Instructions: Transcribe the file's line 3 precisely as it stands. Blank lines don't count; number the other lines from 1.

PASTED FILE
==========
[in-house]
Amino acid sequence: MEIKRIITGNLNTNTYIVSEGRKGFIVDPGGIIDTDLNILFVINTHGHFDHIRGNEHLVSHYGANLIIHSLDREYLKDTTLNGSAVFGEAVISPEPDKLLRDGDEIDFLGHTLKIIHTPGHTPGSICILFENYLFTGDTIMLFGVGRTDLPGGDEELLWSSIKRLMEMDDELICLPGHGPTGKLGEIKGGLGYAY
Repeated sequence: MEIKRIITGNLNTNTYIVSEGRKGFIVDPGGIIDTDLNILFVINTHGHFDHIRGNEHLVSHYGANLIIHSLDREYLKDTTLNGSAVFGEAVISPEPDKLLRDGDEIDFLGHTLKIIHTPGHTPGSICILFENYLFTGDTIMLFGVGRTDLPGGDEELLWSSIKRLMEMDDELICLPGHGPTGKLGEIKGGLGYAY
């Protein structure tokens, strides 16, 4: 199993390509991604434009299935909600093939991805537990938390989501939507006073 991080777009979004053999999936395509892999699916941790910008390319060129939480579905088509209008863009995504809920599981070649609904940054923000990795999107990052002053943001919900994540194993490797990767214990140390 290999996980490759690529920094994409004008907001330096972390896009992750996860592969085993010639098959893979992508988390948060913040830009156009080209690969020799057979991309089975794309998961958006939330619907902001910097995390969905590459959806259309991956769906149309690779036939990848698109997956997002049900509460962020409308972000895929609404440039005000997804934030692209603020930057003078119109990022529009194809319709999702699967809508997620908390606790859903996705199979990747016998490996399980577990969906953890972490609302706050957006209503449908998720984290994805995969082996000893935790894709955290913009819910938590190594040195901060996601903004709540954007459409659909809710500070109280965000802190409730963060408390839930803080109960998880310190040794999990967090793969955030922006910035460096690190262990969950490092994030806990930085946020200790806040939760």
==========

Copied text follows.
Repeated sequence: MEIKRIITGNLNTNTYIVSEGRKGFIVDPGGIIDTDLNILFVINTHGHFDHIRGNEHLVSHYGANLIIHSLDREYLKDTTLNGSAVFGEAVISPEPDKLLRDGDEIDFLGHTLKIIHTPGHTPGSICILFENYLFTGDTIMLFGVGRTDLPGGDEELLWSSIKRLMEMDDELICLPGHGPTGKLGEIKGGLGYAY